European Elections 2014: Why should I vote?

European Elections 2014: Why should I vote?

Starting today, Europeans will be heading to the polls to vote for their next European Parliament. Whether you support the idea of being part of the European Union (EU) or not, the results of the election will have a big impact on you, and the rest of the world.

The EU is one of the biggest aid donors, and this money provides vital, life saving support for some of the world’s poorest people. It also funds long term sustainable projects that help lift millions out of poverty for good.

We know that voting might not be a high priority for you, so we asked three ONE Youth Ambassadors what they think.  They might just change your mind.

Sasaeniapaul Oluwabunmi, East of England

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What’s voting got to do with making the world a better place? Absolutely everything.

“I turned 24 last month and my first voting experience will be the EU elections this week. I’m looking forward to participating actively in European democracy. It’s a chance to take part in an important election that will determine who leads the EU – who also happen to be one of the world’s biggest aid donors.

I used to believe that voting had absolutely nothing to do with improving people’s lives or building a better world for everyone. I told myself this over and over again and I never voted for anybody or anything. I was simply not interested.

When I started talking to others my age, who wanted to change the world they lived in too, I realised that even with the ‘finest’ of visions and the most ‘enthralling’ of plans, someone’s got to make those visions into reality. Without collective decision making, it’s not possible to end world hunger.

So I’ve changed my mind. Voting has everything to do with making the world a better place.”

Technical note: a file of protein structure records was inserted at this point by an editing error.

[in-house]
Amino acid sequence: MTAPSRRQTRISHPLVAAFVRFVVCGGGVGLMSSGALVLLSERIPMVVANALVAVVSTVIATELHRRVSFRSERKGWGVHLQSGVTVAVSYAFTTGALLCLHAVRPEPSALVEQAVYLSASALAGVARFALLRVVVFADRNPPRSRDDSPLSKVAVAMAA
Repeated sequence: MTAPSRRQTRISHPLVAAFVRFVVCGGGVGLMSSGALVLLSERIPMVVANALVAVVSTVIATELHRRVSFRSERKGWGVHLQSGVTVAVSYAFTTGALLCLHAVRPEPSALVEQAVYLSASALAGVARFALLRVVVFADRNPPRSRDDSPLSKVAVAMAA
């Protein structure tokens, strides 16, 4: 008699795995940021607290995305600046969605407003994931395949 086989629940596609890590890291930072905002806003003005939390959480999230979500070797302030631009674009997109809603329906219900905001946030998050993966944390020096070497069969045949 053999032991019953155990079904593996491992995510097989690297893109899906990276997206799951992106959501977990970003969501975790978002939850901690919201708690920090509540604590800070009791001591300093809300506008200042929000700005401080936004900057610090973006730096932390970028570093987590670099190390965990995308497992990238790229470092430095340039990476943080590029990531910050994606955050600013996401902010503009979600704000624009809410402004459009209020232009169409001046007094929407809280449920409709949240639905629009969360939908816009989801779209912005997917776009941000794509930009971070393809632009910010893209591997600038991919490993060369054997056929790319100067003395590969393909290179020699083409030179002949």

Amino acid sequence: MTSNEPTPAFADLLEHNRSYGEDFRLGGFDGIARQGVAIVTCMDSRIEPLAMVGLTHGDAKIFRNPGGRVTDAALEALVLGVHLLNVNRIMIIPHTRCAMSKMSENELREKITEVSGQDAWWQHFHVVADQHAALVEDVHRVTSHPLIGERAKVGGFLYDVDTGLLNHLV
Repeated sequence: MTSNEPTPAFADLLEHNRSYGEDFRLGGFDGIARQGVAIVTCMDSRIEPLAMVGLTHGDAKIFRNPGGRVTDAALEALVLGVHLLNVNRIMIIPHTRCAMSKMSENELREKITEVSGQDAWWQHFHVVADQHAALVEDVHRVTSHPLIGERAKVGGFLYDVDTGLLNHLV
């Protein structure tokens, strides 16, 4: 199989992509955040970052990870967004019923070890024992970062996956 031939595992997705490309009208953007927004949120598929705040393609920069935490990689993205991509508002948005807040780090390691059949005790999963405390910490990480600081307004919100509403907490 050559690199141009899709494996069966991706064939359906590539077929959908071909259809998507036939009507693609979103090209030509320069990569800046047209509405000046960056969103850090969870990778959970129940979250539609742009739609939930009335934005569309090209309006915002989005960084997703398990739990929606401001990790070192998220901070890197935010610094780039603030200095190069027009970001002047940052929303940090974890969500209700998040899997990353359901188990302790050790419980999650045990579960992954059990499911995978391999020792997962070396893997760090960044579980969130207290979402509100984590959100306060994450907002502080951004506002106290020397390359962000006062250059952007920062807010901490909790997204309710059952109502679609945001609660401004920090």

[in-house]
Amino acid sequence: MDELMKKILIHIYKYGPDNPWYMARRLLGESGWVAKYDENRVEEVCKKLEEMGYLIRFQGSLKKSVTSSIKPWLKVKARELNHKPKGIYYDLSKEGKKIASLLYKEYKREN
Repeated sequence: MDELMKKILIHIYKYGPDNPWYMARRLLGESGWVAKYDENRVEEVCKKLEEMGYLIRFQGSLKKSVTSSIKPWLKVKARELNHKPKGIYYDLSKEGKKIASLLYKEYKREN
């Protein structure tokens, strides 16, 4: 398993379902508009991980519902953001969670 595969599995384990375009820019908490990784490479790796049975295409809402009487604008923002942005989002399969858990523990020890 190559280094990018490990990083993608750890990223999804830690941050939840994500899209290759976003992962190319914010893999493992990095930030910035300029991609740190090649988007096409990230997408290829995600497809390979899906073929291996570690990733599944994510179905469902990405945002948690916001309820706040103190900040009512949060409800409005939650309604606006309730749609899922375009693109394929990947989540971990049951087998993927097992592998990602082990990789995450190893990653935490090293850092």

Read more about Sasaeniapaul’s journey to becoming a ONE Youth Ambassador.

Siobhan Palmer, East of England

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Politicians are often accused of forgetting young people. That’s why it’s important that we vote, to remind them who they are representing.

“I remember the general election in the UK in 2010. I really wanted to vote. I even asked friends who I knew weren’t going to vote if I could do it for them – ‘just send for a postal vote! Please? I don’t have my own’. But all I could do was sit and watch the results roll in.

The European Elections are my first opportunity to take part in a nationwide vote and I’m looking forward to it. I think it’s important for me, as a young person to use my voice for issues that matter for me.

Politicians rarely vie for young people’s votes with vigour. But if they did, wouldn’t more people, like me, feel empowered? Why shouldn’t young people always be a key demographic for politicians?

Let’s show them we do care about issues. I’ve got reasons I’ll be voting this week – especially around support for the ONE Vote 2014 pledge to end extreme poverty. Get out and use your vote.”

Oliver Templeman, South West England

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We vote because we want to be involved in the debate. We want our opinions to count, to matter!

“Is it important to vote? If you fail to turn up to the election, parliament will continue to run. It won’t come crashing down. Neither will it magically turn into the government that you want to see. That all depends on you.

The problem starts when you disagree with the Government, a particular party, or the way politics is done to such an extent you decide not to be involved in the debate. You decide to keep quiet, to give up. However, if you give politics the silent treatment, how can you expect them to hear your voice, or to know what you want?

Democracy is empowering, and we’re using it to make change. It’s meant we can say yes to all groups in society having the vote. (Remember there was a time when women couldn’t vote?) And just last week, Conchita, a bearded man in a dress, voted the winner of Eurovision was truly Europe’s choice. This change starts when people collectively make a choice – or vote.

Voting gives a foot into the discussion. Don’t waste it. Contact your local politicians, sign petitions, tweet policy makers. Go to town! Failing to vote is in effect admitting defeat. It can be a long battle getting policy makers to listen to you, but if you give up before the battle even starts, how can we hope to change anything?”

Convinced yet? 

Find out which MEP candidates have signed the ONE Vote 2014 pledge, committing to keep their promises in the fight against extreme poverty.

Then get out there and vote!

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